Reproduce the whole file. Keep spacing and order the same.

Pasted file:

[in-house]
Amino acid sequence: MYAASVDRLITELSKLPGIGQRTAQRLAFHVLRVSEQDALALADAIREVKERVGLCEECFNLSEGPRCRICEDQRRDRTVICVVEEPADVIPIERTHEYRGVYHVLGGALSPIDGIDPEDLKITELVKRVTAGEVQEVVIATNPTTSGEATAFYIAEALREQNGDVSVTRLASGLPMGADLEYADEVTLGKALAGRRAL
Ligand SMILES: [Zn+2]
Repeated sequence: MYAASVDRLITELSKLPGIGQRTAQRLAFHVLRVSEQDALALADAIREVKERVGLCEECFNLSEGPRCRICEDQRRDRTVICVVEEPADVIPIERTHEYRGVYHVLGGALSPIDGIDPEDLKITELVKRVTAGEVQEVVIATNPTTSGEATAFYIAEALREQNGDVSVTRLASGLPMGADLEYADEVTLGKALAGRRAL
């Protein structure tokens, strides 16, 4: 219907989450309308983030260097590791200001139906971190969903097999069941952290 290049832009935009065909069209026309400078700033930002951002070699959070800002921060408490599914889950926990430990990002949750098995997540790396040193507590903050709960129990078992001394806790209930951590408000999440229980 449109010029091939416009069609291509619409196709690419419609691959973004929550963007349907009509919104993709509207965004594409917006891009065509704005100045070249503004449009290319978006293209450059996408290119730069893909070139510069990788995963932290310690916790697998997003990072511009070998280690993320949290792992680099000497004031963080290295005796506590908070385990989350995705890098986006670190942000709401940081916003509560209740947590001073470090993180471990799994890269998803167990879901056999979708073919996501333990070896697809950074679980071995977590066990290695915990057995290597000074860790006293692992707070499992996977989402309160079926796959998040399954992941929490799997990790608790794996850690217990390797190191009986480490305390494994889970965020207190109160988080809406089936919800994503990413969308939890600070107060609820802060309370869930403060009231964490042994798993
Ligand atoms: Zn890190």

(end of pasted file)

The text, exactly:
[in-house]
Amino acid sequence: MYAASVDRLITELSKLPGIGQRTAQRLAFHVLRVSEQDALALADAIREVKERVGLCEECFNLSEGPRCRICEDQRRDRTVICVVEEPADVIPIERTHEYRGVYHVLGGALSPIDGIDPEDLKITELVKRVTAGEVQEVVIATNPTTSGEATAFYIAEALREQNGDVSVTRLASGLPMGADLEYADEVTLGKALAGRRAL
Ligand SMILES: [Zn+2]
Repeated sequence: MYAASVDRLITELSKLPGIGQRTAQRLAFHVLRVSEQDALALADAIREVKERVGLCEECFNLSEGPRCRICEDQRRDRTVICVVEEPADVIPIERTHEYRGVYHVLGGALSPIDGIDPEDLKITELVKRVTAGEVQEVVIATNPTTSGEATAFYIAEALREQNGDVSVTRLASGLPMGADLEYADEVTLGKALAGRRAL
């Protein structure tokens, strides 16, 4: 219907989450309308983030260097590791200001139906971190969903097999069941952290 290049832009935009065909069209026309400078700033930002951002070699959070800002921060408490599914889950926990430990990002949750098995997540790396040193507590903050709960129990078992001394806790209930951590408000999440229980 449109010029091939416009069609291509619409196709690419419609691959973004929550963007349907009509919104993709509207965004594409917006891009065509704005100045070249503004449009290319978006293209450059996408290119730069893909070139510069990788995963932290310690916790697998997003990072511009070998280690993320949290792992680099000497004031963080290295005796506590908070385990989350995705890098986006670190942000709401940081916003509560209740947590001073470090993180471990799994890269998803167990879901056999979708073919996501333990070896697809950074679980071995977590066990290695915990057995290597000074860790006293692992707070499992996977989402309160079926796959998040399954992941929490799997990790608790794996850690217990390797190191009986480490305390494994889970965020207190109160988080809406089936919800994503990413969308939890600070107060609820802060309370869930403060009231964490042994798993
Ligand atoms: Zn890190």